"Pastor Charlie Woodward", "Charlie Woodward"Pastor Charlie Woodward writes a daily devotion for the days of the pandemic, until things are back to “normal,” whenever that may be. This is an opportunity to stay connected, to be together. Each devotion will include a Bible verse, a brief reflection and prayer.  
 
This devotion is undergoing a name change to One in the Spirit. Learn more here.
 
Access each day’s devotion below, or sign up here to receive the devotions to your inbox every morning. Choose the “Devotions” distribution list.
 

But for God All Things are Possible

Matthew 19:23-30

23 Then Jesus said to his disciples, “Truly I tell you, it will be hard for a rich person to enter the kingdom of heaven. 24 Again I tell you, it is easier for a camel to go through the eye of a needle than for someone who is rich to enter the kingdom of God.” 25 When the disciples heard this, they were greatly astounded and said, “Then who can be saved?” 26 But Jesus looked at them and said, “For mortals it is impossible, but for God all things are possible.”
 
27 Then Peter said in reply, “Look, we have left everything and followed you. What then will we have?” 28 Jesus said to them, “Truly I tell you, at the renewal of all things, when the Son of Man is seated on the throne of his glory, you who have followed me will also sit on twelve thrones, judging the twelve tribes of Israel. 29 And everyone who has left houses or brothers or sisters or father or mother or children or fields, for my name’s sake, will receive a hundredfold, and will inherit eternal life. 30 But many who are first will be last, and the last will be first.
 
Back in 2003, my Tigers won an incredible 43 games, and lost an even more incredible 119!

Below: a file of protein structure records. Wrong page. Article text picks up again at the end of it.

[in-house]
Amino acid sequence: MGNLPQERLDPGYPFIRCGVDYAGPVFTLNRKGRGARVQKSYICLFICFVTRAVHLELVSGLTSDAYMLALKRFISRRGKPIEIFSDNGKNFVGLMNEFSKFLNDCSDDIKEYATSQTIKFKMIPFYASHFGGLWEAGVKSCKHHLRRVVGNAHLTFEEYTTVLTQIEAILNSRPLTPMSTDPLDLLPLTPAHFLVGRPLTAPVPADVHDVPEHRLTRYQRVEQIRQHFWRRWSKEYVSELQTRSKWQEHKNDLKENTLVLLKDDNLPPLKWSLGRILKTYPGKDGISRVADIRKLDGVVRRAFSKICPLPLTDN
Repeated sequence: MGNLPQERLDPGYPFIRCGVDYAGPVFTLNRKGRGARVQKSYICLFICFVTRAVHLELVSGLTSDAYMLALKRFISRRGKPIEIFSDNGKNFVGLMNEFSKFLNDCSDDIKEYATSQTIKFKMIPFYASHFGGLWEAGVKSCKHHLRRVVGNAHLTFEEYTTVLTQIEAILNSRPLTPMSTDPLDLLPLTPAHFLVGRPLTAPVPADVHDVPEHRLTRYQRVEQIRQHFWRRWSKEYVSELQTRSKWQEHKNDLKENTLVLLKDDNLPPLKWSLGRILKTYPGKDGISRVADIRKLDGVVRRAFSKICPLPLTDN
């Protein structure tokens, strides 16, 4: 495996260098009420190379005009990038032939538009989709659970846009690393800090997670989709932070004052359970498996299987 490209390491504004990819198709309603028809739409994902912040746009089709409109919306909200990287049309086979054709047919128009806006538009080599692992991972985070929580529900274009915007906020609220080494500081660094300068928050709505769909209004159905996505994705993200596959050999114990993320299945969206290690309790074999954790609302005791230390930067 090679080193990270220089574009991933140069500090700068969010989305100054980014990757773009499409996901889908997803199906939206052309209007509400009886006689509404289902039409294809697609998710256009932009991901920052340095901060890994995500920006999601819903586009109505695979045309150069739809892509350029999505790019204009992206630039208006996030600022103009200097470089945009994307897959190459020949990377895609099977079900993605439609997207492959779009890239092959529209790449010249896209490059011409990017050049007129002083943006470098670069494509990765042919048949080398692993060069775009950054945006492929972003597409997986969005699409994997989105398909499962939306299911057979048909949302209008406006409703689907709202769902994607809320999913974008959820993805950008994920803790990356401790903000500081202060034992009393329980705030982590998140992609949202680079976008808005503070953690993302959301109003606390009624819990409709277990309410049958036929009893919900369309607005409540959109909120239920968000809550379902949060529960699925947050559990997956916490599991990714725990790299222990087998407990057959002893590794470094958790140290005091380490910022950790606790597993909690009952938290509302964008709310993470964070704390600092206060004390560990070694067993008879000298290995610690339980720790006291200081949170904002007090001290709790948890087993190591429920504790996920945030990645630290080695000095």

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Self-Reflection

2 Corinthians 13:5-10

Examine yourselves to see whether you are living in the faith. Test yourselves. Do you not realize that Jesus Christ is in you?—unless, indeed, you fail to meet the test! I hope you will find out that we have not failed. But we pray to God that you may not do anything wrong—not that we may appear to have met the test, but that you may do what is right, though we may seem to have failed. For we cannot do anything against the truth, but only for the truth. For we rejoice when we are weak and you are strong. This is what we pray for, that you may become perfect. 10 So I write these things while I am away from you, so that when I come, I may not have to be severe in using the authority that the Lord has given me for building up and not for tearing down.
 
These final words from St. Paul to the Corinthians is a challenge to the church – are you living in the faith? How would you answer that for yourself? Your church? Your family? What are the test questions you need to answer to determine that?
 
Living in the faith. I would suggest that living in the faith would mean that the one in whom we have faith has some say in how we live our lives. Does the one in whom we have faith have any say in how we spend our time, our money, our abilities? Does the one in whom we have faith factor in to how we treat each other in our family, our circle of friends, our neighbors? Does the one in whom we have faith guide us in what we say and how we respond to people we disagree with, or what we don’t say?

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